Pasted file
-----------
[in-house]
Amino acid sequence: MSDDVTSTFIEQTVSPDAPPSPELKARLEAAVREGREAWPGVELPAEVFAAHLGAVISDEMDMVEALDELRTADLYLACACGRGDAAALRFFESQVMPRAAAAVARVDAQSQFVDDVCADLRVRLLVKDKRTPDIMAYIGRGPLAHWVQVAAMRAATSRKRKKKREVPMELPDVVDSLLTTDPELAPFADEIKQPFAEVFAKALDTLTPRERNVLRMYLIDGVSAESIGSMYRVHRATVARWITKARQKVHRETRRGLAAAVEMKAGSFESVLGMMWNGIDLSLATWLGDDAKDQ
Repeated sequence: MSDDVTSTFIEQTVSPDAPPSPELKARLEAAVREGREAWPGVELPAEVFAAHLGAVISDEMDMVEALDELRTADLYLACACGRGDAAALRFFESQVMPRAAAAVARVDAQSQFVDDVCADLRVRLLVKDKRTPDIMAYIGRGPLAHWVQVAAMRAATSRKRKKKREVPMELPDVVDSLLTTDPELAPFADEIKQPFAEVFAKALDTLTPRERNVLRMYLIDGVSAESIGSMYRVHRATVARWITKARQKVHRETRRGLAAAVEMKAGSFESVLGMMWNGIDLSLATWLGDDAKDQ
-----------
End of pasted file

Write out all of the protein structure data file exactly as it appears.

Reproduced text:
[in-house]
Amino acid sequence: MSDDVTSTFIEQTVSPDAPPSPELKARLEAAVREGREAWPGVELPAEVFAAHLGAVISDEMDMVEALDELRTADLYLACACGRGDAAALRFFESQVMPRAAAAVARVDAQSQFVDDVCADLRVRLLVKDKRTPDIMAYIGRGPLAHWVQVAAMRAATSRKRKKKREVPMELPDVVDSLLTTDPELAPFADEIKQPFAEVFAKALDTLTPRERNVLRMYLIDGVSAESIGSMYRVHRATVARWITKARQKVHRETRRGLAAAVEMKAGSFESVLGMMWNGIDLSLATWLGDDAKDQ
Repeated sequence: MSDDVTSTFIEQTVSPDAPPSPELKARLEAAVREGREAWPGVELPAEVFAAHLGAVISDEMDMVEALDELRTADLYLACACGRGDAAALRFFESQVMPRAAAAVARVDAQSQFVDDVCADLRVRLLVKDKRTPDIMAYIGRGPLAHWVQVAAMRAATSRKRKKKREVPMELPDVVDSLLTTDPELAPFADEIKQPFAEVFAKALDTLTPRERNVLRMYLIDGVSAESIGSMYRVHRATVARWITKARQKVHRETRRGLAAAVEMKAGSFESVLGMMWNGIDLSLATWLGDDAKDQ